The Chief Productivity Officer
After years of enterprises hesitating to migrate their applications and data stores to the cloud, it’s safe to say the debate is over and the cloud is here to stay. IDC even goes as far as to predict that by 2020, we will stop referring to clouds as “public” and “private,” and ultimately stop using the word “cloud” altogether. We will simply refer to it as “computing,” because we will think of the cloud as the standard way of doing business and providing IT support. Cloud computing is not just transforming how we get work done, it’s transforming the role of the CIO. In fact, that CIOs may want to begin 2016 by updating their LinkedIn profiles to include a new business title that reflects their primary responsibility: “Chief Productivity Officer.”
For more than 30 years, the CIO has been the keeper of IT systems, but those responsibilities are starting to diminish as enterprises migrate to the cloud. The CIO is evolving into the person who oversees the delivery of services company-wide. There is this awakening to thinking about service management as a discipline, and includes other service-oriented business units such as HR, finance and legal. Typically, the IT department assists all these other departments roll out new services, and that makes the CIO the best candidate for overseeing all services enterprise-wide.
This represents a significant change to how the CIO, and the entire IT department for that matter, will operate, and it’s a positive change. IT will be more visible across the business because it will no longer spend the bulk of its time in the data center. Instead, they can help sales, marketing, HR, legal, finance, customer service and other departments be more efficient and effective. IT can have a broad impact on its organization’s ability to meet its business goals.
Analysing The Data
One of the main factors driving enterprises to migrate to the cloud is the need to collect, manage and analyze ever-growing volumes of information. The Internet of Things trend is producing an ever-growing array of machines and devices that connect to cloud-based applications in order to run entire factory floors to helping oil and gas companies track oil flow through pipelines, to automating a home’s heating and A/C.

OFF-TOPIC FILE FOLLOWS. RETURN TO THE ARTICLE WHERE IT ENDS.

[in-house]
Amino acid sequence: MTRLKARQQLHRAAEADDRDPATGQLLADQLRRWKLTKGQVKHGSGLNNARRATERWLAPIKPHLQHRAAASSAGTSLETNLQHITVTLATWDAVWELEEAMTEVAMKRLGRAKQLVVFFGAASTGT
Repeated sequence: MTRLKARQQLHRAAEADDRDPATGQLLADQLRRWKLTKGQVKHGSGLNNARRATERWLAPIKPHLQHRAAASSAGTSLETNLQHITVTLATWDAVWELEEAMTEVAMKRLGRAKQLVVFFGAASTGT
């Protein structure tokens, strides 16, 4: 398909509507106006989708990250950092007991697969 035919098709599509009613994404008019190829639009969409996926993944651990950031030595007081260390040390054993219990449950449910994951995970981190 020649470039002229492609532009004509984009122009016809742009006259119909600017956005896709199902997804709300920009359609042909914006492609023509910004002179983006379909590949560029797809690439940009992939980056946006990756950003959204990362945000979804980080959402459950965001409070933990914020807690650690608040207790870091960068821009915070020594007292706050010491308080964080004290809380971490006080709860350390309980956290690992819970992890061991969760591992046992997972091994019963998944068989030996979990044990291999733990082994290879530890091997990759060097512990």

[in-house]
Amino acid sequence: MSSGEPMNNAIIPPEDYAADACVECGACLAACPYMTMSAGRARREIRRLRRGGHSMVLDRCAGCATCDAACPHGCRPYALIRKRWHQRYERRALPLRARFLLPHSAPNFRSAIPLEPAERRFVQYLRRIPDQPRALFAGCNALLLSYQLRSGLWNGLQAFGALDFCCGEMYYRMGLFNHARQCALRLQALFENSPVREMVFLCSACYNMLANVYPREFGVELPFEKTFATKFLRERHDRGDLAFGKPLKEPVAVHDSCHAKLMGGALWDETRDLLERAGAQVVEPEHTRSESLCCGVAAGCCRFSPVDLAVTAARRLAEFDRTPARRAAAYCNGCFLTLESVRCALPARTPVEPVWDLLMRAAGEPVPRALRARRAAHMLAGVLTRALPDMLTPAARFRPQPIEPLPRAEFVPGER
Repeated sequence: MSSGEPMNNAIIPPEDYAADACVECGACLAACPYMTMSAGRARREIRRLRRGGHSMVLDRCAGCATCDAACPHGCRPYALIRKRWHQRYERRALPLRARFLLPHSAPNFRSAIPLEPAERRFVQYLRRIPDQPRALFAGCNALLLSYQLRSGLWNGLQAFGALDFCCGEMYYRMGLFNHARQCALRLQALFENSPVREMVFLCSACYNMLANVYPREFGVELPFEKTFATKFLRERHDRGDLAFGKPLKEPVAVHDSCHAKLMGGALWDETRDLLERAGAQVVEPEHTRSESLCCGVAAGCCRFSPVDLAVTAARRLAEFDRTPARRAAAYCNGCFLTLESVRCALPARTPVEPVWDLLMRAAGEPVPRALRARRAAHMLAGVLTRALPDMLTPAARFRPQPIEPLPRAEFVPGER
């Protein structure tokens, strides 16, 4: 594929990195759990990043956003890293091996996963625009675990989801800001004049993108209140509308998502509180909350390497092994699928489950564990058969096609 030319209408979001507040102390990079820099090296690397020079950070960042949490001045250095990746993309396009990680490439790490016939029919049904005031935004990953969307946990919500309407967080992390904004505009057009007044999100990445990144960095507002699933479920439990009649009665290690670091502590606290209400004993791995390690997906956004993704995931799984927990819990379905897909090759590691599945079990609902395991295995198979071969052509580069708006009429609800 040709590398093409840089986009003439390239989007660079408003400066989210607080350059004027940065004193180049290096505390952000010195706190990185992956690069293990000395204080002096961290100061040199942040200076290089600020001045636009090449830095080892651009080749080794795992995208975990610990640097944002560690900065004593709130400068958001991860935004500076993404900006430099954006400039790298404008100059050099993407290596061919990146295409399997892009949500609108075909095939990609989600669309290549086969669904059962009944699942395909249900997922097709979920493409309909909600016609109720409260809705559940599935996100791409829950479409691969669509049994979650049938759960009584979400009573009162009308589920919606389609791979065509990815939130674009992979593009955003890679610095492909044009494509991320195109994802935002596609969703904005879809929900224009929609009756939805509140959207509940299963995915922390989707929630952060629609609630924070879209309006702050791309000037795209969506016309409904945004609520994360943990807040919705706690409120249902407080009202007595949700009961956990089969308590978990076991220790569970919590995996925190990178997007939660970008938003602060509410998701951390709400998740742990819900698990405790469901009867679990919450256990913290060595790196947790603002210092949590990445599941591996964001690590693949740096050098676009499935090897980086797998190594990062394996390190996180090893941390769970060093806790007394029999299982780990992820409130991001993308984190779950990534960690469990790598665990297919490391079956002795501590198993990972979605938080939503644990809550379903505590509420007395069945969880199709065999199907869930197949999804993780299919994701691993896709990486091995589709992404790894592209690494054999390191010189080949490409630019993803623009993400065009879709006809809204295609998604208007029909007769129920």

Cloud computing is driving the adoption of these IoT devices, and there are no signs of slowing. Cisco Systems reports that in 2008 there were already more things connected to the Internet than people. By 2020, the amount of Internet-connected things will reach 50 billion, and the amount of information companies collect will grow just as quickly.
Big And Small Data
Companies have already been collecting Big Data for years, and while that remains a top priority, so too is the collection and analysis of Small Data, a dataset that contains very specific attributes.
Capturing it through the use of performance analytics will help predict what enterprises should be looking at, not just looking backward at what could have been optimized. The key is to capture the work in a record-keeping system to see what’s going on, and determine what needs to be done. Transparency empowers managers to do their jobs. IT can provide the technologies and services to make this happen – not just in IT, but other service-oriented departments such as HR, finance and legal.
For example, IT can lead the creation and rollout of an online portal for employees to do everything from submit IT help desk requests, request a contract review from legal, to select healthcare benefits. This is why the CIO is the logical person to assume the role of CPO.
The maturation of cloud computing services and applications, be they public, private or a hybrid model, is enabling IT teams to spend less time on maintaining on premise systems and applications, and more time leading more strategic services-oriented initiatives that benefit users across the entire enterprise. These services have become so critical to how business gets done that it will forever change the role and responsibilities of the CIO, so a change in title to Chief Productivity Officer is more than just a ceremonial gesture. It signals that the CIO must oversee the selection and delivery of these services from multiple departments.
By David Wright